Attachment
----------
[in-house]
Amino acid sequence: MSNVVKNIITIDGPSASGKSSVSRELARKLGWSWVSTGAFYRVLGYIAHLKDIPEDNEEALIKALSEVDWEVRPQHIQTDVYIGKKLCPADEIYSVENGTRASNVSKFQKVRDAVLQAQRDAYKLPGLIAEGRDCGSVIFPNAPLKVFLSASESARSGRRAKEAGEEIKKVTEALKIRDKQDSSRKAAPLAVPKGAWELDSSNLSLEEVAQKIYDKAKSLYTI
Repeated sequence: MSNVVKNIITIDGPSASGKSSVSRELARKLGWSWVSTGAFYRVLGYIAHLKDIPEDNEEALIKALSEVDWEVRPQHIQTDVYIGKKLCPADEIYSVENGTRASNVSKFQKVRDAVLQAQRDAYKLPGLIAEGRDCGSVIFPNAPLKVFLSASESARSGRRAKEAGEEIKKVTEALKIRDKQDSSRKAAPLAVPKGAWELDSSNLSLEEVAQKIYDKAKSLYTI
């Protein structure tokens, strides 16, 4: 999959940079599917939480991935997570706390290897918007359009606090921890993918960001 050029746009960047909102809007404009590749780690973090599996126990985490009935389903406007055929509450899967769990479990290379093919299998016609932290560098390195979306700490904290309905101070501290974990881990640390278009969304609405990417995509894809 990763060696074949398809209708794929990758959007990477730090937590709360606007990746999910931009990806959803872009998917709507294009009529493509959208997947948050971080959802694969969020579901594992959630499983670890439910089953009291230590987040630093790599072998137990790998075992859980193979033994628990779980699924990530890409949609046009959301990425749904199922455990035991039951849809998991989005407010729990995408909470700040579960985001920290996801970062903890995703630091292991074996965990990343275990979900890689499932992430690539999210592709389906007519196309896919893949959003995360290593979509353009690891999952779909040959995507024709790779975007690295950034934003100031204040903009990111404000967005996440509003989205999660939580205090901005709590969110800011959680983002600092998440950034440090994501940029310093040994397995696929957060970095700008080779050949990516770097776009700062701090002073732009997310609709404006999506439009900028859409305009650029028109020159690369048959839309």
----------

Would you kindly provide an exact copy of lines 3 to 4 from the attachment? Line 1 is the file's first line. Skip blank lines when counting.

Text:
Repeated sequence: MSNVVKNIITIDGPSASGKSSVSRELARKLGWSWVSTGAFYRVLGYIAHLKDIPEDNEEALIKALSEVDWEVRPQHIQTDVYIGKKLCPADEIYSVENGTRASNVSKFQKVRDAVLQAQRDAYKLPGLIAEGRDCGSVIFPNAPLKVFLSASESARSGRRAKEAGEEIKKVTEALKIRDKQDSSRKAAPLAVPKGAWELDSSNLSLEEVAQKIYDKAKSLYTI
């Protein structure tokens, strides 16, 4: 999959940079599917939480991935997570706390290897918007359009606090921890993918960001 050029746009960047909102809007404009590749780690973090599996126990985490009935389903406007055929509450899967769990479990290379093919299998016609932290560098390195979306700490904290309905101070501290974990881990640390278009969304609405990417995509894809 990763060696074949398809209708794929990758959007990477730090937590709360606007990746999910931009990806959803872009998917709507294009009529493509959208997947948050971080959802694969969020579901594992959630499983670890439910089953009291230590987040630093790599072998137990790998075992859980193979033994628990779980699924990530890409949609046009959301990425749904199922455990035991039951849809998991989005407010729990995408909470700040579960985001920290996801970062903890995703630091292991074996965990990343275990979900890689499932992430690539999210592709389906007519196309896919893949959003995360290593979509353009690891999952779909040959995507024709790779975007690295950034934003100031204040903009990111404000967005996440509003989205999660939580205090901005709590969110800011959680983002600092998440950034440090994501940029310093040994397995696929957060970095700008080779050949990516770097776009700062701090002073732009997310609709404006999506439009900028859409305009650029028109020159690369048959839309």